Security

How to use Safari's suggested passwords feature

You might not know this, but the Safari browser, by way of the iCloud Keychain, has a built-in password manager.

From the office of "Why haven't other browsers thought of this?" comes a feature found in the Safari browser that other browsers might want to consider. The feature is called Suggested passwords. This built-in tool offers you a strong, random password you can use, when creating a new login for a site or service. To make this feature even more appealing, the suggested password will then be stored in your iCloud Keychain, so you don't have to write down that strong password (which you shouldn't do) or memorize it (which you would have trouble doing). Effectively, what Safari offers (in conjunction with iCloud) is a built-in password manager. You might scoff at this notion, but it works and it works well.

Let me show you how to make use of this Safari browser feature. If you're a user of Safari, and you don't currently use a password manager, I highly suggest allowing this feature into your daily routine.

How to get a suggested password

This is really, really simple. When you land on a site (using Safari, of course) that requires a password, click on the password section of the login and you'll see a key drop-down (Figure A).

Figure A

Figure A

The key drop-down, ready to serve.

Click on the drop-down and then click Suggest New Password. The drop-down will reveal a Safari-suggested password (Figure B). If you choose to use that password, click on it and it will automatically paste into the password section of the login and then saved to your iCloud Keychain.

Figure B

Figure B

A newly suggested password, thanks to Safari.

That's all there is to getting and using a password. Now we have to retrieve it.

Retrieving your password

Hopefully, you didn't have Safari save that password. Why? Because that's not safe. Anyone with access to your laptop would then have access to that site. So don't allow Safari to save the newly-generated, strong and random password. You can, however, have that password saved to your iCloud Keychain (which you should, unless you're using a third-party password manager).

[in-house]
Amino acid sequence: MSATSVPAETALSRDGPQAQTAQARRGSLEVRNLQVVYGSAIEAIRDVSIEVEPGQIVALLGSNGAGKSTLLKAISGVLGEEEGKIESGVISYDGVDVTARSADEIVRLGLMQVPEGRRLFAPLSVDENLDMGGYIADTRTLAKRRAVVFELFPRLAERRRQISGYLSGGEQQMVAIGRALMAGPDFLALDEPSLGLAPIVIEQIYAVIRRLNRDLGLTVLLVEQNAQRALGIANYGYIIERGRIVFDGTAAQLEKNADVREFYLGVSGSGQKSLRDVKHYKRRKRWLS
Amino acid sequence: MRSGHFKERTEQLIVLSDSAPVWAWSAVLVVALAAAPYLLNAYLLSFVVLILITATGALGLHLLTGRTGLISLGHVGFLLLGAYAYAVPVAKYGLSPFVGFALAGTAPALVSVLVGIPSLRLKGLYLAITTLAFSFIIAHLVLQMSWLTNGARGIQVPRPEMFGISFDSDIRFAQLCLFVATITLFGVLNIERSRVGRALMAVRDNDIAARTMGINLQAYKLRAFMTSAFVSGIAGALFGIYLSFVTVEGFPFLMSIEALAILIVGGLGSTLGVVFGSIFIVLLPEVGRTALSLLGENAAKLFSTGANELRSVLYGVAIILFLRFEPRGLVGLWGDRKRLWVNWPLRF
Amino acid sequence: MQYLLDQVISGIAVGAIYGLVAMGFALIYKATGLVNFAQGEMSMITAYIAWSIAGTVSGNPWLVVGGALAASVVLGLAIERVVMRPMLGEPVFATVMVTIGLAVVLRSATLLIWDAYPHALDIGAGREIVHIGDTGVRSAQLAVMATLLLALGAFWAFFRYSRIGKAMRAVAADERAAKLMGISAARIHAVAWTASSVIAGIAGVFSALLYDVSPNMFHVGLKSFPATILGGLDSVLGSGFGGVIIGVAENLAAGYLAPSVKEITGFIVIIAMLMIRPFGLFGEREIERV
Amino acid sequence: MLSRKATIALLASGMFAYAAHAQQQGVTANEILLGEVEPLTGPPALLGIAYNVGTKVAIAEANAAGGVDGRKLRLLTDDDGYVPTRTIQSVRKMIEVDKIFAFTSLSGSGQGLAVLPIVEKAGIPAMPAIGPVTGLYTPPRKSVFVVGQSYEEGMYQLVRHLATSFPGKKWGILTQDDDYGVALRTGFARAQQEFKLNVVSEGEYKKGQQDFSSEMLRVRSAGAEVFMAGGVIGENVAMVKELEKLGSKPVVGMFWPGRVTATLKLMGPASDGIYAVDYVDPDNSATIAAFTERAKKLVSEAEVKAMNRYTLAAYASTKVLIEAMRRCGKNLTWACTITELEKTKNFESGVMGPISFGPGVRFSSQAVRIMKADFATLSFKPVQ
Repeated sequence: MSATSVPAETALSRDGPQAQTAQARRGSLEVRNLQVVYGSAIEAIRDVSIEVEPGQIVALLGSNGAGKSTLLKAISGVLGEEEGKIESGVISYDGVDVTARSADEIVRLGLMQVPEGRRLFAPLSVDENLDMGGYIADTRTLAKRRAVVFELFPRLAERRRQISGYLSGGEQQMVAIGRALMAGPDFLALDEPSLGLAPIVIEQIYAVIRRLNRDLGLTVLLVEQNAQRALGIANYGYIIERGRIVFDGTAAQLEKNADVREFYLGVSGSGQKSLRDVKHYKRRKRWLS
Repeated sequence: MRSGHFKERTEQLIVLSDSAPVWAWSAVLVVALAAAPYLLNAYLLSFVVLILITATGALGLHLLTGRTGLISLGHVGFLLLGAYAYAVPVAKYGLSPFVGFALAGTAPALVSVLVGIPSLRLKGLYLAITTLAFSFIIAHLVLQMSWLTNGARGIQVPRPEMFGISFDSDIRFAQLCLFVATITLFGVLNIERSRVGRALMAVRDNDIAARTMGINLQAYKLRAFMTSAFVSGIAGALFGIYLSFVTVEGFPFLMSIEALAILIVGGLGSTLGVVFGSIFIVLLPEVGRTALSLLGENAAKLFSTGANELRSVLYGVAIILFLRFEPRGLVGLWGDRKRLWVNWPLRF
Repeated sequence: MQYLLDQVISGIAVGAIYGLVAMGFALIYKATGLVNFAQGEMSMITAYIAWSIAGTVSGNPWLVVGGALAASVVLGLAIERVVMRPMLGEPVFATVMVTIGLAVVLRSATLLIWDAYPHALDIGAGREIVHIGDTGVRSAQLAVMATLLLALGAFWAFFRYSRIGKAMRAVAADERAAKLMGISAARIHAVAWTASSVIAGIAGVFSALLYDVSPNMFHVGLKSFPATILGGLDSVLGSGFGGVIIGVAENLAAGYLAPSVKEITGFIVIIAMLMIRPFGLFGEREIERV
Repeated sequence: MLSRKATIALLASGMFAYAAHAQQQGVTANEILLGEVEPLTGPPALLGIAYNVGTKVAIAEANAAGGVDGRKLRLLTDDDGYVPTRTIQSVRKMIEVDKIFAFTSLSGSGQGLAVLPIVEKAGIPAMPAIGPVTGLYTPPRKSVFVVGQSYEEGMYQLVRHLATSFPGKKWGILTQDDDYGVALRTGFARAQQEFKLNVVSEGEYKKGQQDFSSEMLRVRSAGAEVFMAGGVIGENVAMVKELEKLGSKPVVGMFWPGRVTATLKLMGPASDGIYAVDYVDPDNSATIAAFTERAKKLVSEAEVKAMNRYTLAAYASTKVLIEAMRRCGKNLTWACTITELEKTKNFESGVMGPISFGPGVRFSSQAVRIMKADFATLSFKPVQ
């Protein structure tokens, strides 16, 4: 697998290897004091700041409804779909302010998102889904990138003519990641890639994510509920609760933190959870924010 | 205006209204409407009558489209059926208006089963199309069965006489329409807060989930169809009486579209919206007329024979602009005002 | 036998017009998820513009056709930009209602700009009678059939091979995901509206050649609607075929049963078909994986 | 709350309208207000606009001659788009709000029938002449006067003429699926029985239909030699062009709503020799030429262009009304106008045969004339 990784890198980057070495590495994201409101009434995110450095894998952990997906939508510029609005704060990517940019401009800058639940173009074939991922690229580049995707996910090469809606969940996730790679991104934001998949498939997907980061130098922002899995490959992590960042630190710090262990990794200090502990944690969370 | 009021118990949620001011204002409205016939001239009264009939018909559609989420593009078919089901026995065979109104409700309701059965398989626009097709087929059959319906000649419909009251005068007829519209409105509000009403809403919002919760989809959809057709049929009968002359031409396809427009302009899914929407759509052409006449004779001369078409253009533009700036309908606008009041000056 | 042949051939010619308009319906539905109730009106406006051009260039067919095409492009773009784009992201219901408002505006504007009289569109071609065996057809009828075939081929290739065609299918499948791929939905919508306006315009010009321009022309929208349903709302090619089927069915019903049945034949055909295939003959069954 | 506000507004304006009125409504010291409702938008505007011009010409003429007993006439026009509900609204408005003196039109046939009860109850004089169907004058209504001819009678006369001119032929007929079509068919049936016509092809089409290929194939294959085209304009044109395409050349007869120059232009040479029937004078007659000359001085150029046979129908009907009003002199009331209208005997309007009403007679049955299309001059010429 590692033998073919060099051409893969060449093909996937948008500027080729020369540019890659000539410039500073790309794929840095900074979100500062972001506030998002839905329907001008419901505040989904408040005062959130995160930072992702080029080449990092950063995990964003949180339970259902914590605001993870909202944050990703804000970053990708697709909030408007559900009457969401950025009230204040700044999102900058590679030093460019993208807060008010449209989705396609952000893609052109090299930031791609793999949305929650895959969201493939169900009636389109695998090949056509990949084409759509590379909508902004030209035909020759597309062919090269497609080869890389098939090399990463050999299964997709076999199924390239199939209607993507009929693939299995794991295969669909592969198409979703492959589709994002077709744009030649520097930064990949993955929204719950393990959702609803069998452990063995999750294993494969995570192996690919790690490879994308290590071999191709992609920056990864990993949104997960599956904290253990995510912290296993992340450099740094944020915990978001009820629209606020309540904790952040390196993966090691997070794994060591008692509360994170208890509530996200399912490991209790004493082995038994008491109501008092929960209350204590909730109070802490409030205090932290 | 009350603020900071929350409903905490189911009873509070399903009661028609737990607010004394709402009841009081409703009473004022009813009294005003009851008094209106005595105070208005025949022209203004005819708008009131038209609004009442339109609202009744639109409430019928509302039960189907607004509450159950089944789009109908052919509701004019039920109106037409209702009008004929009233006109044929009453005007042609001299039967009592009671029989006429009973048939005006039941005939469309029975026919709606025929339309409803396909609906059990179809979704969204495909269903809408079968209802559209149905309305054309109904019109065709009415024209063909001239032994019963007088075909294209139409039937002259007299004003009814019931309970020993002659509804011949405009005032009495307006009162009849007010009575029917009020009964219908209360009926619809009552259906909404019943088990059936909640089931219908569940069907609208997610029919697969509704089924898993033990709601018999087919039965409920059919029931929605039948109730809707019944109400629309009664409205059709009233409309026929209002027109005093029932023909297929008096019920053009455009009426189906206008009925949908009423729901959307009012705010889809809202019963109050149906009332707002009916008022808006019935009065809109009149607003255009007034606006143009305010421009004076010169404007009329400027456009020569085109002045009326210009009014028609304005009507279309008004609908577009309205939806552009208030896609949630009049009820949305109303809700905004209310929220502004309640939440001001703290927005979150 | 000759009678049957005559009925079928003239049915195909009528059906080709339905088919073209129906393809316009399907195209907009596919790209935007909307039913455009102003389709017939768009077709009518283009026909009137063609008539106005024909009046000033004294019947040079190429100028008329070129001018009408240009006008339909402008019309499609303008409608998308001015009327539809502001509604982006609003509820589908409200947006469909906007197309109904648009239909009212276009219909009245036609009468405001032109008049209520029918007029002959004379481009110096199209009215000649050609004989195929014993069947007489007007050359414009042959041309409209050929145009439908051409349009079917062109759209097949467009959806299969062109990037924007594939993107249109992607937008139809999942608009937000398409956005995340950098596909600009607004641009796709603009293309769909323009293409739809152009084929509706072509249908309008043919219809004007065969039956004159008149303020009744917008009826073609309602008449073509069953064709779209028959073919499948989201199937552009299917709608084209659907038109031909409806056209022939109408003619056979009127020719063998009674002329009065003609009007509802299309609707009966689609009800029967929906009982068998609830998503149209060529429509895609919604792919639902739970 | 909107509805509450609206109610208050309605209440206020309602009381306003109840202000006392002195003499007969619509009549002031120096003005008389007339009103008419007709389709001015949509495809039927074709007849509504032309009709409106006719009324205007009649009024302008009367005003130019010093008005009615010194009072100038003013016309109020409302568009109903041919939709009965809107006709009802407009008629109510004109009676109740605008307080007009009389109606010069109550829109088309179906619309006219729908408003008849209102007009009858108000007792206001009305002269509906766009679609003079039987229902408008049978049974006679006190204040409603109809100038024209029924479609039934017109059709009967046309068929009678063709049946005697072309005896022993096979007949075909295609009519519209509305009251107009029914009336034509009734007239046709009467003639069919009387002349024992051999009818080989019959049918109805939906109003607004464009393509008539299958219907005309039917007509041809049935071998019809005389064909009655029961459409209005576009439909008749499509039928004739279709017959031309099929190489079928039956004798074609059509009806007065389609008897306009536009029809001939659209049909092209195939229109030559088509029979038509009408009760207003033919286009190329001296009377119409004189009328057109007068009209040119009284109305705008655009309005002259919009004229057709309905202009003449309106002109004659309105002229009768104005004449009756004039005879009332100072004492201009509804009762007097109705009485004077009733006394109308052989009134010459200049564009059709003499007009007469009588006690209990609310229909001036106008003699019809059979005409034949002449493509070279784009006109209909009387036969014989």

That being the case, how do you recall that too-complicated-to-be-memorized password? That's where iCloud comes in. Thanks to iCloud, those passwords will be automatically synced to your keychain on your macOS device. Here's how to retrieve it.

  1. Click on the Launchpad icon on the dock.
  2. Search for keychain.
  3. Click on the Keychain Access entry.
  4. Click on the iCloud entry in the left pane.
  5. Locate the login you want to reveal.
  6. Double-click on the entry in question.
  7. In the resulting window (Figure C), click Show password.
  8. When prompted, enter your local (macOS) user password.
  9. Enjoy your newly-revealed password.

Figure C

Figure C

The entry for the suggested password Safari created.

No excuse

And that, my friends, is how you make use of the suggested passwords feature built into Safari and iCloud. With this user friendly tool, there's no longer an excuse to not use a password manager on your macOS devices. Besides, the time for using memorizable, easy passwords is over. Now's the time to start working with very challenging passwords that are harder to crack. Keep your use accounts safe with the help of Safari's suggested passwords.

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About Jack Wallen

Jack Wallen is an award-winning writer for TechRepublic and Linux.com. He’s an avid promoter of open source and the voice of The Android Expert. For more news about Jack Wallen, visit his website jackwallen.com.

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